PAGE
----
2. Apparatus as defined in claim 1 in which said suchaving a settling tank for receiving a flow of dirty liquid from the using system, a hydroclone separator operable to receive a flow of dirty liquid from said tank and to discharge a first flow of clean liquid to the using system and a second flow of clean liquid in excess of that required by said using system, a pump having a suction line submerged within said tank and having a discharge line communicating with said separator whereby operation of said pump serves to deliver dirty liquid from said tank to said separator, said suction line having a series of angularly spaced inlet openings; a tubular screen telescoped rotatably over said suction line and surrounding said inlet openings to filter out large particles from the dirty liquid sucked through said screen and into said openings, means for power rotating said screen, a scraper positioned adjacent the outer side of said screen for removing large particles from the screen as an incident to rotation thereof, a first pipe communicating with said suction line downstream of said inlet openings and having an open end submerged within said tank, a second pipe for receiving said excess flow of clean liquid from the separator, said second pipe having a submerged open end spaced from but in line with the open end of said first pipe whereby said excess flow of liquid is directed from said second pipe into said first pipe for delivery to said pump by way of said suction line, and a tubular screen extending between the open ends of said first and second pipes and operable to restrict particles in said tank from flowing into said first pipe while allowing air to bleed from said second pipe.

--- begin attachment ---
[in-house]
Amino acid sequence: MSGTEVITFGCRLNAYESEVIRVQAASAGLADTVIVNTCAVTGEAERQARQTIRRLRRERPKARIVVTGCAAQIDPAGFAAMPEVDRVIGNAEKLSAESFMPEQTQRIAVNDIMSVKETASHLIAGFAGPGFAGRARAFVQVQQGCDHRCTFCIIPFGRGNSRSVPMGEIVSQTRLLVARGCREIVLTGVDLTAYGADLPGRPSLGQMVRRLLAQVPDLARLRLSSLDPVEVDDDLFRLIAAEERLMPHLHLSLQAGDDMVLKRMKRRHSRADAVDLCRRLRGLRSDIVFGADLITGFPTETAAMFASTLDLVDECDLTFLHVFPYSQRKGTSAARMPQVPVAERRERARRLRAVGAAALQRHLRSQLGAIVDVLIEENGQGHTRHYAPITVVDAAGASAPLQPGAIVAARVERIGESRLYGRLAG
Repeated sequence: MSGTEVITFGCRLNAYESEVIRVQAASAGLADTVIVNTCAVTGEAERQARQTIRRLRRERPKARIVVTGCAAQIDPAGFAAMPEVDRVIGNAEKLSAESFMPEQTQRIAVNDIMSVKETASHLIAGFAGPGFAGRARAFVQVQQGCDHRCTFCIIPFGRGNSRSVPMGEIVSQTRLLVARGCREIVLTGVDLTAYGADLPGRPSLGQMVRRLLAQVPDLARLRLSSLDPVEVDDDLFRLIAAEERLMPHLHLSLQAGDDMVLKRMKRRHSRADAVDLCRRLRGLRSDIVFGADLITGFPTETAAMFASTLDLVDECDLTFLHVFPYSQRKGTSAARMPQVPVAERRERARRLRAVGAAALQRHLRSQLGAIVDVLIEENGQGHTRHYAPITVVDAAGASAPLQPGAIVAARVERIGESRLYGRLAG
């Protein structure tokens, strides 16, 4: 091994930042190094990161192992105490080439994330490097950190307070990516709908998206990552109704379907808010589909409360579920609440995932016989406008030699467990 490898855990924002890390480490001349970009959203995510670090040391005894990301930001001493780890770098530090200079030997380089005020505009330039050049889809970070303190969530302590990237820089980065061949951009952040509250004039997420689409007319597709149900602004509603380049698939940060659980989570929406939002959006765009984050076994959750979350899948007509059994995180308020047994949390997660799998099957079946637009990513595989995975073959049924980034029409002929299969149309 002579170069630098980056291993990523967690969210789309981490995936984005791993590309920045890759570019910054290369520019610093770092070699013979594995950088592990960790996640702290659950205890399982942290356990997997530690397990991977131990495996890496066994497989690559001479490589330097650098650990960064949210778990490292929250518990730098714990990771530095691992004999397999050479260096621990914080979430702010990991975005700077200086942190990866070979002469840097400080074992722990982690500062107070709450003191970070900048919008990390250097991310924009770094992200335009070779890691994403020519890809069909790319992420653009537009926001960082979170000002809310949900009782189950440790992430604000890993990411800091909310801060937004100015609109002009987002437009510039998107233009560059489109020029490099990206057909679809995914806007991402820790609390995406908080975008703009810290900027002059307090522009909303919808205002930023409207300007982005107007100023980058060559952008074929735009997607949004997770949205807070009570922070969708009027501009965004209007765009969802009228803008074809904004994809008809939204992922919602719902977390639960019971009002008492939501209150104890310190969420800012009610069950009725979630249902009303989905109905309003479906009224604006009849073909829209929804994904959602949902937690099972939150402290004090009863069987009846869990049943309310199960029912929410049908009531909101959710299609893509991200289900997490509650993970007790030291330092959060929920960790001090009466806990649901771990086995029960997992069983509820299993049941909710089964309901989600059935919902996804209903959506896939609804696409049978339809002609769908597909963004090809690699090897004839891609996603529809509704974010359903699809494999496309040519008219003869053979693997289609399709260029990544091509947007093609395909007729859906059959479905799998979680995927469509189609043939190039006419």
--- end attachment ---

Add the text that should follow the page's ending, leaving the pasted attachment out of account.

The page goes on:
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Referenced by
Citing PatentFiling datePublication dateApplicantTitle
US4025433 *Jan 22, 1976May 24, 1977Barnes Drill Co.Magnetic separating apparatus
US4110218 *Feb 7, 1977Aug 29, 1978Barnes Drill Co.Liquid cleaning apparatus having cyclonic separators
US4202667 *Aug 16, 1978May 13, 1980Texasgulf Inc.Process for the separation of insoluble materials in the production of soda ash
US4306967 *Apr 14, 1980Dec 22, 1981Trautwein Bill BPortable cleaner
US4346388 *Jun 13, 1980Aug 24, 1982The Mead CorporationInk jet fluid supply system
US4362628 *Mar 4, 1981Dec 7, 1982Methods Engineering, Inc.Flocculation of particles in water
US4366069 *Apr 16, 1981Dec 28, 1982Donaldson Company, Inc.Coolant recovery system
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US4735730 *Jul 14, 1986Apr 5, 1988Bratten Jack RVacuum actuated scraper arrangement for a drum filter
US5047157 *May 25, 1990Sep 10, 1991Cincinnati Milacron Inc.Flexible tubular conduit; flushing port
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US7824547 *Sep 6, 2006Nov 2, 2010Mann + Hummel GmbhFilter arrangement
US8757388Feb 2, 2010Jun 24, 2014Weyerhaeuser Nr CompanyBiomass conditioning system and method for conditioning
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WO2011097058A1 *Jan 14, 2011Aug 11, 2011Weyerhaeuser Nr CompanyBiomass conditioning system and method for conditioning
Classifications
U.S. Classification210/167.31, 210/396, 210/258, 210/197, 210/298
International ClassificationB01D21/00, B04C9/00
Cooperative ClassificationB01D21/0012, B01D21/26, B01D21/2488, B04C2009/002, B04C9/00, B01D21/04, B01D21/02
European ClassificationB01D21/00F, B01D21/04, B01D21/02, B01D21/26, B04C9/00